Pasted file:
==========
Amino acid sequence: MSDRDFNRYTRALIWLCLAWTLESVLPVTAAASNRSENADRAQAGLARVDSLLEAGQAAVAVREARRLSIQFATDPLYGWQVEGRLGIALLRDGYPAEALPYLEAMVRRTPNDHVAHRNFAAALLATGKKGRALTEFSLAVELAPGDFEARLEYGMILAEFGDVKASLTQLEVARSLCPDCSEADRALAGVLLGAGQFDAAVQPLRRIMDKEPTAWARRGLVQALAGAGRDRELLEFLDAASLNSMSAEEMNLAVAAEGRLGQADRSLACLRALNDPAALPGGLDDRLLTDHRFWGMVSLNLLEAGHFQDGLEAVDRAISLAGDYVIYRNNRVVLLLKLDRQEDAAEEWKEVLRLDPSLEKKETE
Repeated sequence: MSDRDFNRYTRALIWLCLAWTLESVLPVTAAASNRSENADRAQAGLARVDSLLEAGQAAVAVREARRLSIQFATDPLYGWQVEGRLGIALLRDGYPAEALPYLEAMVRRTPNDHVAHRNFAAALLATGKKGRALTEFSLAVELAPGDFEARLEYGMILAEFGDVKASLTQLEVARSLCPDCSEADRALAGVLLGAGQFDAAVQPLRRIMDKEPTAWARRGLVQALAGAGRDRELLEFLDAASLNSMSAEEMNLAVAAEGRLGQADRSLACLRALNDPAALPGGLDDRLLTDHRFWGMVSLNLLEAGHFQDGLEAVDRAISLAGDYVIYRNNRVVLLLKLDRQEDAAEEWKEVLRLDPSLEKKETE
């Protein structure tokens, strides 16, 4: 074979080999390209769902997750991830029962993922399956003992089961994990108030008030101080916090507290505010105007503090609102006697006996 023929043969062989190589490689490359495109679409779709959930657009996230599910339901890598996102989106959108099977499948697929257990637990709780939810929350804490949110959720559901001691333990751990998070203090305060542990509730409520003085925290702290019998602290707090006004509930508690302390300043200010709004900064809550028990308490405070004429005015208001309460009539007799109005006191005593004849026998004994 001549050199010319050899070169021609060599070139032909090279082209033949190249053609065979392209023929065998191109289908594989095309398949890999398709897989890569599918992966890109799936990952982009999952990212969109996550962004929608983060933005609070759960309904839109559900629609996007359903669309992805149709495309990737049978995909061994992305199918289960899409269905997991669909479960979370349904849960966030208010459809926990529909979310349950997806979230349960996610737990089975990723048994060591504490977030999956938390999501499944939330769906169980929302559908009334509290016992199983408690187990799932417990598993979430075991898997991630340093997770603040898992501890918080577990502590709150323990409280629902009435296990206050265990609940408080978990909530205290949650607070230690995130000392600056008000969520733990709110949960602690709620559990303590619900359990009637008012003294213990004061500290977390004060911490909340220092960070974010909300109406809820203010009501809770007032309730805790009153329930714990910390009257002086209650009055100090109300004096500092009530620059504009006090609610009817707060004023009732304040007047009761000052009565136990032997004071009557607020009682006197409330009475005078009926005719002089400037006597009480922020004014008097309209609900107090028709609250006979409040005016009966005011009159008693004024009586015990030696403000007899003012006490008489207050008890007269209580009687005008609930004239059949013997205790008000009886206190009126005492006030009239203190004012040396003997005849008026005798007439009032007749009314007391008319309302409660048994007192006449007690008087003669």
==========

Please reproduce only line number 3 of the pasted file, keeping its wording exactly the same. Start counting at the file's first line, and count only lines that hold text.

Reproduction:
């Protein structure tokens, strides 16, 4: 074979080999390209769902997750991830029962993922399956003992089961994990108030008030101080916090507290505010105007503090609102006697006996 023929043969062989190589490689490359495109679409779709959930657009996230599910339901890598996102989106959108099977499948697929257990637990709780939810929350804490949110959720559901001691333990751990998070203090305060542990509730409520003085925290702290019998602290707090006004509930508690302390300043200010709004900064809550028990308490405070004429005015208001309460009539007799109005006191005593004849026998004994 001549050199010319050899070169021609060599070139032909090279082209033949190249053609065979392209023929065998191109289908594989095309398949890999398709897989890569599918992966890109799936990952982009999952990212969109996550962004929608983060933005609070759960309904839109559900629609996007359903669309992805149709495309990737049978995909061994992305199918289960899409269905997991669909479960979370349904849960966030208010459809926990529909979310349950997806979230349960996610737990089975990723048994060591504490977030999956938390999501499944939330769906169980929302559908009334509290016992199983408690187990799932417990598993979430075991898997991630340093997770603040898992501890918080577990502590709150323990409280629902009435296990206050265990609940408080978990909530205290949650607070230690995130000392600056008000969520733990709110949960602690709620559990303590619900359990009637008012003294213990004061500290977390004060911490909340220092960070974010909300109406809820203010009501809770007032309730805790009153329930714990910390009257002086209650009055100090109300004096500092009530620059504009006090609610009817707060004023009732304040007047009761000052009565136990032997004071009557607020009682006197409330009475005078009926005719002089400037006597009480922020004014008097309209609900107090028709609250006979409040005016009966005011009159008693004024009586015990030696403000007899003012006490008489207050008890007269209580009687005008609930004239059949013997205790008000009886206190009126005492006030009239203190004012040396003997005849008026005798007439009032007749009314007391008319309302409660048994007192006449007690008087003669």